Not to resort to the cliché and make everything about the horrific 2016 election, but Escape from L.A. has only grown more prescient, particularly in its prediction that toxic evangelism would poison the American well. Those seeds were planted, of course, in the era that gave rise to Escape from New York; they’re unfortunately flourishing now, nearly 25 years after Escape from L.A.’s prediction that a cult of personality would lead to a deranged charlatan taking office for life at the behest of his rabid followers. As such, Escape from L.A.’s bleak denouement, which sees Snake decimate the entire globe’s electronics, feels grimly cathartic in 2020, the final “fuck you” grace note from a filmmaker with no fucks left to give. No, Escape from L.A. might not fully recapture the glory of its predecessor, but it certainly retains its gutsy nihilism. A film that’s defined by déjà vu practically stares itself down in the mirror here and emerges through the looking glass with an obvious message: “the more things change, the more they stay the same.” The corrupt will always be corrupt, and we’ll be forced to forever fight these same wars over and over again. Better to just level the battlefield altogether.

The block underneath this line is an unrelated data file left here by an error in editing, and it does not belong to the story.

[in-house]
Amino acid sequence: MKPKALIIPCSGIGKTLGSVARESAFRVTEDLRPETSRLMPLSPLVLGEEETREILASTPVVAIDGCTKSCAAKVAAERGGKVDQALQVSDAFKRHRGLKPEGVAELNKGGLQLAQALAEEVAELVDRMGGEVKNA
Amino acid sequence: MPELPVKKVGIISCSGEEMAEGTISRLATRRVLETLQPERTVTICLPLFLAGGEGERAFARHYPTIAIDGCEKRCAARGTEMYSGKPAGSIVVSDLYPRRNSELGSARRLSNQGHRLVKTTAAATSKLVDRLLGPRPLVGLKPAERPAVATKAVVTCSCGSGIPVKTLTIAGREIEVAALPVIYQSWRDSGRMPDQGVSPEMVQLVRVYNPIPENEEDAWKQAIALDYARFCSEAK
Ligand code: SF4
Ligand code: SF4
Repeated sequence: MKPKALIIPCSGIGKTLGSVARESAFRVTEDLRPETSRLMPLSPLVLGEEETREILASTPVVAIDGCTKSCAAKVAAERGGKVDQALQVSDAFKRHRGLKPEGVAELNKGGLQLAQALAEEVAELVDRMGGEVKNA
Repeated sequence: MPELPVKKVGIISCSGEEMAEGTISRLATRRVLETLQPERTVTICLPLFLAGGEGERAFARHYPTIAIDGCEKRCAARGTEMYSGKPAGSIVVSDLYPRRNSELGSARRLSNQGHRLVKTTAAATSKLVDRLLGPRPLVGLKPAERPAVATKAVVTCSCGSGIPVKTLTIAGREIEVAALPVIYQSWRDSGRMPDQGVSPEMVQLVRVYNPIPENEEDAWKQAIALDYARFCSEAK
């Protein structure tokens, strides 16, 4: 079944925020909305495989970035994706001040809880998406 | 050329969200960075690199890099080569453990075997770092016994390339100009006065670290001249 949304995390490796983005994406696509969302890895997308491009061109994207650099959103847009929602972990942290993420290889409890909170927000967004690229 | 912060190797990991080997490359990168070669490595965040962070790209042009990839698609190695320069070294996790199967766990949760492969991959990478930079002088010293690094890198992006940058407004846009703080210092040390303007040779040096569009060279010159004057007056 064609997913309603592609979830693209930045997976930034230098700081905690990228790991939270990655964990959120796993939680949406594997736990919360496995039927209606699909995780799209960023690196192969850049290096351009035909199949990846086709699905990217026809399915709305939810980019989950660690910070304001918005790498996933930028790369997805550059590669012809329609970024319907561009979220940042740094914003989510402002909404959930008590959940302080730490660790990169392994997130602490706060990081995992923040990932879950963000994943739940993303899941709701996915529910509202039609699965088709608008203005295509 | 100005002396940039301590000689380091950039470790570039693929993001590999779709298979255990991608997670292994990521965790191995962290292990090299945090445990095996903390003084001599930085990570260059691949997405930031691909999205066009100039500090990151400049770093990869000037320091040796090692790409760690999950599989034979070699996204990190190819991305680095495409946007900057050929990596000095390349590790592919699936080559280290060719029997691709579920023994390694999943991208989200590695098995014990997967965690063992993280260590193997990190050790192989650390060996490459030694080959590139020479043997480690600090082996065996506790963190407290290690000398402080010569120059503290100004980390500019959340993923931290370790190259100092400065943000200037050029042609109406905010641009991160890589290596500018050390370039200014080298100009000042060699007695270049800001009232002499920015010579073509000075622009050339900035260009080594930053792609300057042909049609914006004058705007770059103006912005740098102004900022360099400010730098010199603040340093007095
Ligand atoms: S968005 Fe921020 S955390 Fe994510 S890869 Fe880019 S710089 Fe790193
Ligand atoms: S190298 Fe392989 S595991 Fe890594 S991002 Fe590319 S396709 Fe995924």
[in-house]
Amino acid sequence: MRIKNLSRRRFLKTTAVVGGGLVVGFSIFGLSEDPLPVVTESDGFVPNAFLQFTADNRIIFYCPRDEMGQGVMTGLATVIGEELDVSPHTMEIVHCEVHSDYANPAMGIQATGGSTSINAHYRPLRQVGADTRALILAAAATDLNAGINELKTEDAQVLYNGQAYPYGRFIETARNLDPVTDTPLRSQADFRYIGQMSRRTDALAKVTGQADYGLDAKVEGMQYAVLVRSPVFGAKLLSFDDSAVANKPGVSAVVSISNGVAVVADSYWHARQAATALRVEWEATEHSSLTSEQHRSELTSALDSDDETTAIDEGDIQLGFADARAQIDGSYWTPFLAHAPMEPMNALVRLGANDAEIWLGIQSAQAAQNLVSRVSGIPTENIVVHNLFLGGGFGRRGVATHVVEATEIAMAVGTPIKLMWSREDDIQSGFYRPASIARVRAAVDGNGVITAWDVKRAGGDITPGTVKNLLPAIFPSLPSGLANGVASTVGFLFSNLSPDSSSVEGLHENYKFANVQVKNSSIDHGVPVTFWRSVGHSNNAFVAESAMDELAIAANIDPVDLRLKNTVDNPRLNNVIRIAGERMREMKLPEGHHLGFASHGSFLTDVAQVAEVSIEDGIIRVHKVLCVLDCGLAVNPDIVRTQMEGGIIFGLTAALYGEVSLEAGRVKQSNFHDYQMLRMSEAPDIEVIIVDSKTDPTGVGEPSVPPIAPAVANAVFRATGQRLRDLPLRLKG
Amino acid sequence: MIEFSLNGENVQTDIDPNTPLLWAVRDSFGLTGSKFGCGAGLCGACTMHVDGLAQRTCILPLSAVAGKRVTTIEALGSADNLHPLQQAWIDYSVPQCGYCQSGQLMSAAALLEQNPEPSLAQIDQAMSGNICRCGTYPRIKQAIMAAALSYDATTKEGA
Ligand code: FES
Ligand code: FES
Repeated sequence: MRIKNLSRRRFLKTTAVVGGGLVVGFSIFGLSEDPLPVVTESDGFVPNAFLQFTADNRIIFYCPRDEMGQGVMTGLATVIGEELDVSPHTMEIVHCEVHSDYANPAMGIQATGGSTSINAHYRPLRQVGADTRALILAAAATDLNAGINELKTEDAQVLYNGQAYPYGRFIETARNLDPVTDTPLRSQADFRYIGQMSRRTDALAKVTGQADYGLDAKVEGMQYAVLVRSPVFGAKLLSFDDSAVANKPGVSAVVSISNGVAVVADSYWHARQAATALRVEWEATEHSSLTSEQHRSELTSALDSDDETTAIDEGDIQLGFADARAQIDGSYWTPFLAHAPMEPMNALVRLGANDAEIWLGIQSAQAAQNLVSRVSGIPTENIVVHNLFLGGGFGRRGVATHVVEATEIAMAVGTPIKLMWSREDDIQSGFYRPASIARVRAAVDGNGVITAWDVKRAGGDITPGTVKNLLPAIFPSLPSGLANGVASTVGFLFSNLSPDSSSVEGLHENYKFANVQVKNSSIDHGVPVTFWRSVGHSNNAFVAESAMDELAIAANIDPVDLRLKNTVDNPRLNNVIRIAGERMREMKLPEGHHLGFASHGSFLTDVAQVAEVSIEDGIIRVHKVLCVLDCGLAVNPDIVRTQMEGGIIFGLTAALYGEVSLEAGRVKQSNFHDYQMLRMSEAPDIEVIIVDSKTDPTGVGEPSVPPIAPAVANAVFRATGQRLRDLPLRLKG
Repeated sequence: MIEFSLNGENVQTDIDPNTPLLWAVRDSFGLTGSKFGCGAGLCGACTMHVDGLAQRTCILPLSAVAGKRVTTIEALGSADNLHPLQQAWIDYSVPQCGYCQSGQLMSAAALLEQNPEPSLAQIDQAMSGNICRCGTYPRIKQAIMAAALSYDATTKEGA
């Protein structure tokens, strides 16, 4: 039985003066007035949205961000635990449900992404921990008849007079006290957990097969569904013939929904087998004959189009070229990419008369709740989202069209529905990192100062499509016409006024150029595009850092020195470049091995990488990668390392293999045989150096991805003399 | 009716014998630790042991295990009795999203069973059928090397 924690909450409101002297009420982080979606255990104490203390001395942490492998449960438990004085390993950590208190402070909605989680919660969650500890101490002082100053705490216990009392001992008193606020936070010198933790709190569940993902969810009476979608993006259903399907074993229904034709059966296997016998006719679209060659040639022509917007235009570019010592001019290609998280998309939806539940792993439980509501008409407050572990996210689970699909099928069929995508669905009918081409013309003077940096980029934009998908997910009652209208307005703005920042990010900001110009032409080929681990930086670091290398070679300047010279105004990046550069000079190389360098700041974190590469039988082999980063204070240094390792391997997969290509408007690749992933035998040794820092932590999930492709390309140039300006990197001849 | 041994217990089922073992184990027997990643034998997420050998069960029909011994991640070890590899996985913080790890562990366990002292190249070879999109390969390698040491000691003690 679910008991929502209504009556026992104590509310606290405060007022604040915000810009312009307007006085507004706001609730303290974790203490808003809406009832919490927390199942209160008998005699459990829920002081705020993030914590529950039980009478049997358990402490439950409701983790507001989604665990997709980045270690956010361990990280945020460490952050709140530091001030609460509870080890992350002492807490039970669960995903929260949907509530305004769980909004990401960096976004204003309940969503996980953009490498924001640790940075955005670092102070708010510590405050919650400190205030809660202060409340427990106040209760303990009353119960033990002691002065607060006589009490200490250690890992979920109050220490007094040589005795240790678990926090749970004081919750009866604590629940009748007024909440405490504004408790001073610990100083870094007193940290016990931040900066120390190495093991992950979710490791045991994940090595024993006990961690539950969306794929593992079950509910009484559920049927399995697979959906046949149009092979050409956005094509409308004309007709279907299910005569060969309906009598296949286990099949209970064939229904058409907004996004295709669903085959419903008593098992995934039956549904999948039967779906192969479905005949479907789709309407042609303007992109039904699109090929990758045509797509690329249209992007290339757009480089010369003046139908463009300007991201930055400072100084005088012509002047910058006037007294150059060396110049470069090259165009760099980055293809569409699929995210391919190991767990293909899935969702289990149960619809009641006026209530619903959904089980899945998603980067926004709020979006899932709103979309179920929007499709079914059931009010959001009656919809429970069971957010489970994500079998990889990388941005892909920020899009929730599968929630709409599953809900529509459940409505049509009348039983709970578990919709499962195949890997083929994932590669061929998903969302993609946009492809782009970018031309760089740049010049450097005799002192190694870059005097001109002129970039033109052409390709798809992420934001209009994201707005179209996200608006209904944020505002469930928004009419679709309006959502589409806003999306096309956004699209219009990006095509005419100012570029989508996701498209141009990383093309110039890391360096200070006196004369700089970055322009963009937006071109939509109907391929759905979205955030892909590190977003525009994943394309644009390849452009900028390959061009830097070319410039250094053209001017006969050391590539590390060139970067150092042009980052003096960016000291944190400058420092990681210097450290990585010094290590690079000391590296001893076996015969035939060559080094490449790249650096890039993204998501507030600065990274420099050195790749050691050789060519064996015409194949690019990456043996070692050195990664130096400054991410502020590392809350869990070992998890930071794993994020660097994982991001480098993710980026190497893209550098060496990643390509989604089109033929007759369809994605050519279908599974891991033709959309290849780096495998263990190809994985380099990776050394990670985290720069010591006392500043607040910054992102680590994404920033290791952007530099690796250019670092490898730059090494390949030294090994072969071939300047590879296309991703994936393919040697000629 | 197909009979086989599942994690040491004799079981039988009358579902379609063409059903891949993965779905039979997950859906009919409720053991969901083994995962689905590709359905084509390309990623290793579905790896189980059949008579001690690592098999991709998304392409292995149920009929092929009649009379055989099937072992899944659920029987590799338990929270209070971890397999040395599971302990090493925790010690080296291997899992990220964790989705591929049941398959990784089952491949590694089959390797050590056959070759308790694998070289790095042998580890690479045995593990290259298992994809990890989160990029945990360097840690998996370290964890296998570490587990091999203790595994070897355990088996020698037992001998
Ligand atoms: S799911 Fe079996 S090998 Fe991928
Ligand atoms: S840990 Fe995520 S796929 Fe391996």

You have to hand it to Scream Factory for their devotion to John Carpenter. Pretty much since the label’s inception, they’ve taken on the task of bestowing his works with lovingly-crafted collector’s edition. The nearly decade-long project has inevitably arrived at Escape from L.A., marking the film’s second foray onto Blu-ray following a bare bones Paramount release from a decade ago. Unlike a lot of these Paramount vault releases, L.A. benefits from a brand new 4K restoration that improves upon the previous disc. This is a naturally dark movie, but this transfer retains sharp details and vibrancy, and it’s matched with a boisterous 5.1 DTS HD-MA track to boot. As someone who’s breaking in some new home theater gear, this release was a great little benchmark test for my new set-up. (Ditto for Scream Factory’s EFNY disc, which features one of the most impressive 5.1 remixes my ears have ever heard.)
The extras are also fine, if not a bit underwhelming considering how many noteworthy faces are absent. You won’t see or hear from Russell or Carpenter, but Scream at least did nab some of the supporting players and a pair of effects guys to provide some background on the production. Bruce Campbell gives an audio interview that explains how he came to be a part of the production, which was something he eagerly sought out because he was such a big fan of Carpenter and Escape from New York. Most of the interview is spent recounting the time he spent with effects maestro Rick Baker, whose elaborate applications took six hours to affix.